Insurgents Not Heroes to Iraqis
By Jim Garamone
American Forces Press Service
BAGHDAD, Iraq, Jan. 14, 2005 Any idea that the insurgency is a spontaneous rising of the Iraqi people is "hogwash," said a senior Multinational Force Iraq official here.
The insurgents are people who stand to lose if the Iraqi people choose freedom and democracy, the official told American Forces Press Service. "There are no illusions about the insurgents," he said. "The people know they are immoral, vicious animals who want only their own power."
The insurgents generally are die-hard members of the Baath Party. They are bankrolled out of funds stashed by Saddam Hussein and senior members of the party before the coalition entered Iraq.
"The good news is, those funds are drying up," said the official. "The bad news is, they don't need a lot of money to buy weapons. Iraq is littered with weapons and ammunition."
In addition to Iraqis, foreign fighters are operating in Iraq. Fugitive Jordanian terrorist Abu Musab al Zarqawi is the best known. His network has been responsible for some of the most heinous acts of violence against Iraqis and coalition soldiers. Zarqawi took "credit" for attacks on the U.N. compound, attacks against Kurds in northern Iraq and many of the attacks against Iraqi security forces.
Coalition officials said some foreign fighters are entering the country and assuming Iraqi identities. Marines in Fallujah uncovered a building loaded with clothes and identification cards used for that purpose.
The recent battles of Fallujah and Samarra were huge loses for the insurgents. However, small cells of mostly senior members managed to evade the Marines and soldiers at those battles. The leaders managed to begin operations elsewhere. MNFI officials said that is where the insurgents launching attacks in Mosul, for example, came from.
Officials estimate that in all of Iraq, there are between 10,000 and 14,000 dedicated, die-to-the-last-man insurgents. These men and they are mostly men rule through intimidation.
Almost every soldier or Marine here has a story about insurgent intimidation. In one, a pharmacist set up a small business cleaning the buildings at Camp Victory. He and his brother and three women journeyed daily onto the camp. One morning, insurgents stopped his vehicle and killed all of them.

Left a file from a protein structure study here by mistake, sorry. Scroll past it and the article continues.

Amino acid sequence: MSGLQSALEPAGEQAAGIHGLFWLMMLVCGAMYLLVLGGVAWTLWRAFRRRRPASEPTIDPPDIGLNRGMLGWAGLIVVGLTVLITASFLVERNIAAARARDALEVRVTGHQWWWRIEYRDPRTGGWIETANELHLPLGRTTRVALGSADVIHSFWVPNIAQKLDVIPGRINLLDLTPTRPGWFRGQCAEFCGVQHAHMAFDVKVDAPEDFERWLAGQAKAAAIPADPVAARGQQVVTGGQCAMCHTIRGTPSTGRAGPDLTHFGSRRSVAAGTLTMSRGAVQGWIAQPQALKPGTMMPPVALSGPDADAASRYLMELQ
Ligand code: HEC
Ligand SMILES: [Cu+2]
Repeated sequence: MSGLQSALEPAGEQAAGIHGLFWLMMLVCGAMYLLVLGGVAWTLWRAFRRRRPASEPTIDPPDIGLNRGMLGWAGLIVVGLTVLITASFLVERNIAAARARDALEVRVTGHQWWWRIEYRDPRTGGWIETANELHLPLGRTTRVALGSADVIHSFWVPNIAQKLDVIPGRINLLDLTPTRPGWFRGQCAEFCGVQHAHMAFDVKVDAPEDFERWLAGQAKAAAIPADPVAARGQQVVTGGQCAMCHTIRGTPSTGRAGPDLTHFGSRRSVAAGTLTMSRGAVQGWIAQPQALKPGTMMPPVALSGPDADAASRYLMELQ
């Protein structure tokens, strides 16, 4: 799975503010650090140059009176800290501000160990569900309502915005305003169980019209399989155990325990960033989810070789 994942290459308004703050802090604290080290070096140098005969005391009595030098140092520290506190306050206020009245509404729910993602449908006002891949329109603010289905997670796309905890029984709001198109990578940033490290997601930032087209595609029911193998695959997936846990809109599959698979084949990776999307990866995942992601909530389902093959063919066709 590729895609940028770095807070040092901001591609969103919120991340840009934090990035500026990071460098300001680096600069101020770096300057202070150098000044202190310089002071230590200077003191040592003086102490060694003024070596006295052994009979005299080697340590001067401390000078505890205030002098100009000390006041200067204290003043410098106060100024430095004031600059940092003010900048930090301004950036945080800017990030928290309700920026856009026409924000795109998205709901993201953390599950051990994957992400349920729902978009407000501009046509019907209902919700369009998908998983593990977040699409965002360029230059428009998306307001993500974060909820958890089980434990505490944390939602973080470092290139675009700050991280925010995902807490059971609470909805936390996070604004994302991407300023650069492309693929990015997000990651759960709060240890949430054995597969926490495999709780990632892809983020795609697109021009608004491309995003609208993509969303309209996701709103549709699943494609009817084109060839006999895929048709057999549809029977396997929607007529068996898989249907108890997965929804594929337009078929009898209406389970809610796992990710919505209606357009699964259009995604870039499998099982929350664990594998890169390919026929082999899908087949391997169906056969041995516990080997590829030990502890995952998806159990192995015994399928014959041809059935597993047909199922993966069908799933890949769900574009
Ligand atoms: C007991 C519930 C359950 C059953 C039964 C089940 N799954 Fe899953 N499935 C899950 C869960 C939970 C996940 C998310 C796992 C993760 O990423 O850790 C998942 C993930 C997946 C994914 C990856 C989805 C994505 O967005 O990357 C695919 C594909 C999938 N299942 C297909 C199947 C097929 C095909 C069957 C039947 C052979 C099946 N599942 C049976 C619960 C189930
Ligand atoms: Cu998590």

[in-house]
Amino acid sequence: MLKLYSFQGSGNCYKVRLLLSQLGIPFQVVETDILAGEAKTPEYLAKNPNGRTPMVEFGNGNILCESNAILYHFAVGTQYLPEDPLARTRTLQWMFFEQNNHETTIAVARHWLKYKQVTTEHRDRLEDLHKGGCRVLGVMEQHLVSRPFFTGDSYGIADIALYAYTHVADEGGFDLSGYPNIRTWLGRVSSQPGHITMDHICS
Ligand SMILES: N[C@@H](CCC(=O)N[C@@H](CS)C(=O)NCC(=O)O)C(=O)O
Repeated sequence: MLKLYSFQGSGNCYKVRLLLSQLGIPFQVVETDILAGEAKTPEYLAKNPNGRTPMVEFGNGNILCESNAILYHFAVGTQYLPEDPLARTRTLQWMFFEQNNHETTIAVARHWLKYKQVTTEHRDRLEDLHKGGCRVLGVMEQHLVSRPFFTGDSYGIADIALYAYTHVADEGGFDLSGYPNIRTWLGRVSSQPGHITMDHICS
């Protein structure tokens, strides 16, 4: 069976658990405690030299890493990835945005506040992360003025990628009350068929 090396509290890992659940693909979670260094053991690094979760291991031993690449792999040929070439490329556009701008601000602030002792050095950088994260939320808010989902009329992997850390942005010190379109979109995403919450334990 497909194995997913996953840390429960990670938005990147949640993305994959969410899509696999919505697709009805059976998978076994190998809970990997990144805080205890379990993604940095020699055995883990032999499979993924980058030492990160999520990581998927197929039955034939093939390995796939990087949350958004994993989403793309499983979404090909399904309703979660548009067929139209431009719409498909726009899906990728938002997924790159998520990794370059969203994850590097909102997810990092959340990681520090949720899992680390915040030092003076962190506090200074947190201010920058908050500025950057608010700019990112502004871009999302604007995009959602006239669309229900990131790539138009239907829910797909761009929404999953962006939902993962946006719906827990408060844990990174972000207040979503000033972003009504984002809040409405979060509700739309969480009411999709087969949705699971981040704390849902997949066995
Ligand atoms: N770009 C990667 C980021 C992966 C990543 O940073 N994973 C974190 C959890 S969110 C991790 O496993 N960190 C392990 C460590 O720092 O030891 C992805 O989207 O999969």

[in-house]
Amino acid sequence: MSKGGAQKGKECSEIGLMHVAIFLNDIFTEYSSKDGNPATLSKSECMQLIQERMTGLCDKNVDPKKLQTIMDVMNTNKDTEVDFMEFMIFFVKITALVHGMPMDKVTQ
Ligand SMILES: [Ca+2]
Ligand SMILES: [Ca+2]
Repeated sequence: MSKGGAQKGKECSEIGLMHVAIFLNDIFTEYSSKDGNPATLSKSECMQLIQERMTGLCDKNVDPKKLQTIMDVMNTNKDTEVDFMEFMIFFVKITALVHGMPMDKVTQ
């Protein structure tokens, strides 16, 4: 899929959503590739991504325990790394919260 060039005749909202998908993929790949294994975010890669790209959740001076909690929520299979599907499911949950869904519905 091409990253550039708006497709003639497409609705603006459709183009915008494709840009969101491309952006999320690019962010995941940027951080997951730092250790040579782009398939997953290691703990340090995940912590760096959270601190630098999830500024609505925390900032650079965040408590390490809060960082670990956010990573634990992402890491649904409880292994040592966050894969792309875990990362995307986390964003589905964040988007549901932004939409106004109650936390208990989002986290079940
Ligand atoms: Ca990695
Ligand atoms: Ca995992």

In Fallujah, Marines discovered torture chambers where insurgents inflicted unspeakable pain on Fallujans. "We found corpses that were horribly mutilated," said a Marine. "If this were truly a popular uprising, these people would not have to do this."
But the insurgents do recruit, and they are finding a willing pool. This has nothing to do with philosophy, and everything to do with economics, officials said. Unemployment in the nation is high, and the insurgents will pay people to launch attacks on Iraqi security forces or the coalition. "If someone is supporting a family and there is no money coming in, then $200 a month from the insurgents starts looking pretty good," said an MNFI official.
So rebuilding Iraq, getting people work, getting food, water and medicine to the people and clearing sewage is just as much a part of the war against insurgents as "kinetic operations" actually killing or capturing them. "Take away the need, and you will take away the motivation for joining," said one official.
Another used the example of Sadr City the Shiia neighborhood in Baghdad. The coalition began a major project to deliver electricity and clean water to the city. It started in the eastern part of the city and worked west.
"You could see the number of incidents drop along the line of the project," he said. "The people didn't want insurgents taking away everything they had gained." Intelligence tips from the people in the city also increased, and Iraqi security forces and members of the 1st Cavalry Division were able to round up dozens of insurgents.
This is an example of affecting people where they live. Providing dependable and safe electricity in homes is almost more important than building new power plants, officials said. Iraqis typically wired their own homes and used everything from barbed wire to car-battery cables to tap into the electrical grid.
Water-borne diseases are a major killer in Iraq. Fixing the water distribution system to homes is almost more important than building new purification plants.
"People with raw sewage in their street or front yard don't want to clean up the Tigris, they want the sewage out of their yards," said an official. Making these type of changes in the daily life of average Iraqis will go a long way to destroying the insurgency, he said.
Officials expect the level of intimidation to increase as the Jan. 30 election approaches. To that end, the Iraqi interim government, Iraqi security forces and coalition forces are working to increase the level of security. Up to election day, coalition and Iraqi forces will continue operations targeting the insurgents, officials said.
On election day, the Iraqi security forces will provide security around the almost 6,000 polling places in the country. Coalition forces will provide a quick-reaction capability to incidents.